The Memphis police chief has called the actions of five officers involved in Nichols' violent arrest "heinous, reckless and inhumane" and made a plea to residents of the city to protest peacefully when video of the arrest is released to the public.

"This is not just a professional failing. This is a failing of basic humanity toward another individual," Memphis Police Director Cerelyn "CJ" Davis said in a video statement that was released late Wednesday on social media.

A man in religious attire shakes the hand of another man, dressed in black with a black ball cap on.
Rodney Wells, right, Nichols's stepfather, is comforted by Bishop Henry Williamson on Monday. (Gerald Herbert/The Associated Press )

State and federal investigations ongoing

The five Black officers found to be "directly responsible for the physical abuse of Mr. Nichols," who also was Black, were fired last week, but Davis said other officers are still being investigated for violating department policy.

In addition, she said "a complete and independent review" will be conducted of the department's specialized units, without providing further details.

As state and federal investigations continue, she promised "full and complete co-operation" from the Memphis Police Department to determine what contributed to Nichols' death three days after his Jan. 7 arrest.

Mulroy told The Associated Press on Tuesday that local and state investigators want to complete as many interviews as possible before releasing the video. 

A man with grey hair walks out of a meeting room, as others look on.
District Attorney Steve Mulroy, centre, says local and state investigators wanted to complete as many interviews as possible before releasing the video of the arrest. (Gerald Herbert/The Associated Press)

Nicols beaten for 3 minutes, lawyer says

Ben Crump, the attorney representing Nichols' family, said police video the family viewed showed Nichols was shocked, pepper-sprayed and restrained when he was pulled over for a traffic stop near his home. He was returning home from a suburban park, where he had taken photos of the sunset.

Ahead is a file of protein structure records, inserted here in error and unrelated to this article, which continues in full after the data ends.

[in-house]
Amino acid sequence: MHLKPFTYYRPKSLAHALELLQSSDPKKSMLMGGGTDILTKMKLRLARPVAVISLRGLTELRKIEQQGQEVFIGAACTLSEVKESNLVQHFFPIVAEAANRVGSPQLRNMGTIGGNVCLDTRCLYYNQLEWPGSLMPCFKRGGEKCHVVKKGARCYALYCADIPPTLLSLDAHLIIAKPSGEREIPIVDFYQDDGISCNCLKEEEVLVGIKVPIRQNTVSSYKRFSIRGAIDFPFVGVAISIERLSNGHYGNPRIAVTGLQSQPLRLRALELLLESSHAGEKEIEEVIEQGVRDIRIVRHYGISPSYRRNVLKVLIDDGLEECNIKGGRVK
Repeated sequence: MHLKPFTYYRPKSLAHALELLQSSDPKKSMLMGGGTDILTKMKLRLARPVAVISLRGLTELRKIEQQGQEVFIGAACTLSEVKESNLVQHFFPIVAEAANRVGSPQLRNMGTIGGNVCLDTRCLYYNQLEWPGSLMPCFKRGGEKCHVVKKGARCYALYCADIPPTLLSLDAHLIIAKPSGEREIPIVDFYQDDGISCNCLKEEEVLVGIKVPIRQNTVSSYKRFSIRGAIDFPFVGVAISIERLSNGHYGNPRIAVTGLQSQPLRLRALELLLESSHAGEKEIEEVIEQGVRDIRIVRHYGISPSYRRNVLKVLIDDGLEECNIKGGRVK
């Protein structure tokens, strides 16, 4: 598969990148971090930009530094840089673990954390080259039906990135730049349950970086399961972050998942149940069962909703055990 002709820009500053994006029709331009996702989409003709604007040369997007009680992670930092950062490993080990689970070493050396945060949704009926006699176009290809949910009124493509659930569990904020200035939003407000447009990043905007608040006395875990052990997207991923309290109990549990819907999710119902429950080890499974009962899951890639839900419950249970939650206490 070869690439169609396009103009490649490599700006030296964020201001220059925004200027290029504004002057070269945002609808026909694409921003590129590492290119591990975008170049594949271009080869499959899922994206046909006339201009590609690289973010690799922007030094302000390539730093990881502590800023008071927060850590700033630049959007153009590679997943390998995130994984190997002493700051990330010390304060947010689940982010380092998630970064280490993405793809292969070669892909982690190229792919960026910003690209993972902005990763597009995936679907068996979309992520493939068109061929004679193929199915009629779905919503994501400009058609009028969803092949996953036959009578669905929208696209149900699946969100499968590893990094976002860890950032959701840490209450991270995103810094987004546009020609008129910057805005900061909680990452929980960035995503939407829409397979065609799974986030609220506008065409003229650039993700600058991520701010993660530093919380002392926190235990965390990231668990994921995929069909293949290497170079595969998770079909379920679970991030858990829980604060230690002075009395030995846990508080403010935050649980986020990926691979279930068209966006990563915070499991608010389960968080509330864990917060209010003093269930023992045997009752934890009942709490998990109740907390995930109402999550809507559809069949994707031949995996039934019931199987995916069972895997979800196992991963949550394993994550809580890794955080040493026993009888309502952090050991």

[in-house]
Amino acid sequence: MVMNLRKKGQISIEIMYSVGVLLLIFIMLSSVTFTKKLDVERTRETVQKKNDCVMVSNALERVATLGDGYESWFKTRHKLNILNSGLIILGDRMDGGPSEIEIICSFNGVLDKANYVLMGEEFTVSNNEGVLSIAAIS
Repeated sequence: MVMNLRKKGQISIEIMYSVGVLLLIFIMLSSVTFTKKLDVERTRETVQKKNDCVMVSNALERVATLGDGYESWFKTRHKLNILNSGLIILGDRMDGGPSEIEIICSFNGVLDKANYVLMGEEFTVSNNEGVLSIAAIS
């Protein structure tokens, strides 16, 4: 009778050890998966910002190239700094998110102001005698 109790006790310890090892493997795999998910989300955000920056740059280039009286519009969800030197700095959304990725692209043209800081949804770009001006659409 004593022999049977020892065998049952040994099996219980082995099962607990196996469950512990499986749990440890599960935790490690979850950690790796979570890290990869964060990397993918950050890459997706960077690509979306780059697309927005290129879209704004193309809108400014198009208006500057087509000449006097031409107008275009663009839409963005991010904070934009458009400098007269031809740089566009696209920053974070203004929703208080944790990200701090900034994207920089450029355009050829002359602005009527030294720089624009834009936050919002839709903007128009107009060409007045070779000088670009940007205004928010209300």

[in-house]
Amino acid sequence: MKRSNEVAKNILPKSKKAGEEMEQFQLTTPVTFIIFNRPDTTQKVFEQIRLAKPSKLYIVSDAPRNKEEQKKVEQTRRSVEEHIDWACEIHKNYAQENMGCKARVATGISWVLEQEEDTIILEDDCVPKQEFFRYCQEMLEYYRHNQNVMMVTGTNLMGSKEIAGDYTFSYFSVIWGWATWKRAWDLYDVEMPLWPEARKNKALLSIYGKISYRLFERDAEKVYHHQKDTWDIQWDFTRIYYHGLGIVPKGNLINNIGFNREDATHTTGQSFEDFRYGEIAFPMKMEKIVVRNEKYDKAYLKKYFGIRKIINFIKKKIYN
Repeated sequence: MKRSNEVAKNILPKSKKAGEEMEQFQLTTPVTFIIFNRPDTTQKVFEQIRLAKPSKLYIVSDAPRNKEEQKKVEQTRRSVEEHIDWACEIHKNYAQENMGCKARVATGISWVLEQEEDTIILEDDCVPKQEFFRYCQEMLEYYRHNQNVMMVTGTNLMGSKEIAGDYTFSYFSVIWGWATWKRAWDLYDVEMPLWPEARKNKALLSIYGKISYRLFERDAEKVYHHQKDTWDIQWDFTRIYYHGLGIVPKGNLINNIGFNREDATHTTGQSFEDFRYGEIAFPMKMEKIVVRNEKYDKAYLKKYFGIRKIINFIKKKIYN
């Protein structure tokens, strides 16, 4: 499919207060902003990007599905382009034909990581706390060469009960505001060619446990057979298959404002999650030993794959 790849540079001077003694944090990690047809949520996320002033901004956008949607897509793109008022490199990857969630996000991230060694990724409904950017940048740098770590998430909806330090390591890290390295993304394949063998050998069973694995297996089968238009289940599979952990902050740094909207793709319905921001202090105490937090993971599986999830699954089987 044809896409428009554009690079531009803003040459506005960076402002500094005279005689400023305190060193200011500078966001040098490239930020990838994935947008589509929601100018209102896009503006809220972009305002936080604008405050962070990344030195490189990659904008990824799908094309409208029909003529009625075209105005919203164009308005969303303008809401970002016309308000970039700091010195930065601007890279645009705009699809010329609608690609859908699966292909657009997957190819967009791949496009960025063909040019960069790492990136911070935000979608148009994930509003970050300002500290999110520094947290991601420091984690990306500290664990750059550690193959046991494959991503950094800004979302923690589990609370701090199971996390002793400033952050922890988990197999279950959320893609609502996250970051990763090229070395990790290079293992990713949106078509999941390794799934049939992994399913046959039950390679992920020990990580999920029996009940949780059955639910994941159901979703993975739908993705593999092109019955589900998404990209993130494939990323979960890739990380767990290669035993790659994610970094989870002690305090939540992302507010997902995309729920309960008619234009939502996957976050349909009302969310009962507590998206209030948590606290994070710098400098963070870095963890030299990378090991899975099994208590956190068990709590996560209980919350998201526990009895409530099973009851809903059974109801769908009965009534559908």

The legal team said officers beat Nichols for three minutes in a "savage" encounter reminiscent of the infamous 1991 police beating of Los Angeles motorist Rodney King.

Relatives have accused the police of causing Nichols to have a heart attack and kidney failure. Authorities have only said Nichols experienced a medical emergency.

When video of the arrest is publicly released, Davis said she expects the community to react.

"I expect our citizens to exercise their First Amendment right to protest, to demand actions and results, but we need to ensure our community is safe in this process," she said. "None of this is a calling card for inciting violence or destruction on our community or against our citizens."

Davis said the actions of the fired officers aren't a reflection of the good work that many Memphis police officers do every day and she pledged to take action to make improvements at the agency.

"It is my intent, as a proactive measure, to ensure that a complete and independent review is conducted on all of the Memphis Police Department's specialized units and the commitment of my executive leadership to ensure that policies and procedures are adhered to in our daily encounters with the citizens we are sworn to serve," she said.

Two fire department workers were also removed from duty over the Nichols' arrest.